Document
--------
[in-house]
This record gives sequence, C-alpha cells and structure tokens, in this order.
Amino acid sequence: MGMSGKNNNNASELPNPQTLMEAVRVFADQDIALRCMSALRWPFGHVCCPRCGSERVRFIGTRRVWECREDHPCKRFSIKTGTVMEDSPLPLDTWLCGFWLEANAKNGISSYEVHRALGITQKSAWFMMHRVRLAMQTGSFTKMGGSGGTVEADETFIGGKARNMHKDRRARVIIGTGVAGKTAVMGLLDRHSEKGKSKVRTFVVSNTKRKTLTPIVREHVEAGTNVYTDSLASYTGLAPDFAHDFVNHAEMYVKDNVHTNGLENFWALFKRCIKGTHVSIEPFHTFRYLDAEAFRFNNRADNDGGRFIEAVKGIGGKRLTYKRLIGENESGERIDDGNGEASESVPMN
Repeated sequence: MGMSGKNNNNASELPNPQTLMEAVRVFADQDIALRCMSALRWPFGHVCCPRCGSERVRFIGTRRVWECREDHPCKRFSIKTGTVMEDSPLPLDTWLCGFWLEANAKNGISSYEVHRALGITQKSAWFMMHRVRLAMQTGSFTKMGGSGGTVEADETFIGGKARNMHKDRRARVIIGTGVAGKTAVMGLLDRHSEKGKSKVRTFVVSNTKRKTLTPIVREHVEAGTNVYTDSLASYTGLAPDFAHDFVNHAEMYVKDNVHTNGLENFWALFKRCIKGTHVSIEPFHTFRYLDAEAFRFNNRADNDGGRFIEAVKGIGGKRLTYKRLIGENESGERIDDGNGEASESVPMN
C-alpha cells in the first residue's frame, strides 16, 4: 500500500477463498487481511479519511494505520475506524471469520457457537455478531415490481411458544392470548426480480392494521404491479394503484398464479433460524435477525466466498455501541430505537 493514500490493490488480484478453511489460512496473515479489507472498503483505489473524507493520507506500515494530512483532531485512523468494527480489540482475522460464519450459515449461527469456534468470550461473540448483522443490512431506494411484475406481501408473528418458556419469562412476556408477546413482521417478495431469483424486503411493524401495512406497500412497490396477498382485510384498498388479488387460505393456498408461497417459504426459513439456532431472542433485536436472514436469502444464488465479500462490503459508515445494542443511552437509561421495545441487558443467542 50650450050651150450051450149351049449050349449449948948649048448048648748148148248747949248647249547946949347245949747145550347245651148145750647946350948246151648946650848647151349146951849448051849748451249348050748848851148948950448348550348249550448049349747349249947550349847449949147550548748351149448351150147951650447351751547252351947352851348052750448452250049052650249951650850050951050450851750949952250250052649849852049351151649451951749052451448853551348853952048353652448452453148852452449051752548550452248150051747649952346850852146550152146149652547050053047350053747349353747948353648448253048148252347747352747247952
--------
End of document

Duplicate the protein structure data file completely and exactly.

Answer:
[in-house]
This record gives sequence, C-alpha cells and structure tokens, in this order.
Amino acid sequence: MGMSGKNNNNASELPNPQTLMEAVRVFADQDIALRCMSALRWPFGHVCCPRCGSERVRFIGTRRVWECREDHPCKRFSIKTGTVMEDSPLPLDTWLCGFWLEANAKNGISSYEVHRALGITQKSAWFMMHRVRLAMQTGSFTKMGGSGGTVEADETFIGGKARNMHKDRRARVIIGTGVAGKTAVMGLLDRHSEKGKSKVRTFVVSNTKRKTLTPIVREHVEAGTNVYTDSLASYTGLAPDFAHDFVNHAEMYVKDNVHTNGLENFWALFKRCIKGTHVSIEPFHTFRYLDAEAFRFNNRADNDGGRFIEAVKGIGGKRLTYKRLIGENESGERIDDGNGEASESVPMN
Repeated sequence: MGMSGKNNNNASELPNPQTLMEAVRVFADQDIALRCMSALRWPFGHVCCPRCGSERVRFIGTRRVWECREDHPCKRFSIKTGTVMEDSPLPLDTWLCGFWLEANAKNGISSYEVHRALGITQKSAWFMMHRVRLAMQTGSFTKMGGSGGTVEADETFIGGKARNMHKDRRARVIIGTGVAGKTAVMGLLDRHSEKGKSKVRTFVVSNTKRKTLTPIVREHVEAGTNVYTDSLASYTGLAPDFAHDFVNHAEMYVKDNVHTNGLENFWALFKRCIKGTHVSIEPFHTFRYLDAEAFRFNNRADNDGGRFIEAVKGIGGKRLTYKRLIGENESGERIDDGNGEASESVPMN
C-alpha cells in the first residue's frame, strides 16, 4: 500500500477463498487481511479519511494505520475506524471469520457457537455478531415490481411458544392470548426480480392494521404491479394503484398464479433460524435477525466466498455501541430505537 493514500490493490488480484478453511489460512496473515479489507472498503483505489473524507493520507506500515494530512483532531485512523468494527480489540482475522460464519450459515449461527469456534468470550461473540448483522443490512431506494411484475406481501408473528418458556419469562412476556408477546413482521417478495431469483424486503411493524401495512406497500412497490396477498382485510384498498388479488387460505393456498408461497417459504426459513439456532431472542433485536436472514436469502444464488465479500462490503459508515445494542443511552437509561421495545441487558443467542 50650450050651150450051450149351049449050349449449948948649048448048648748148148248747949248647249547946949347245949747145550347245651148145750647946350948246151648946650848647151349146951849448051849748451249348050748848851148948950448348550348249550448049349747349249947550349847449949147550548748351149448351150147951650447351751547252351947352851348052750448452250049052650249951650850050951050450851750949952250250052649849852049351151649451951749052451448853551348853952048353652448452453148852452449051752548550452248150051747649952346850852146550152146149652547050053047350053747349353747948353648448253048148252347747352747247952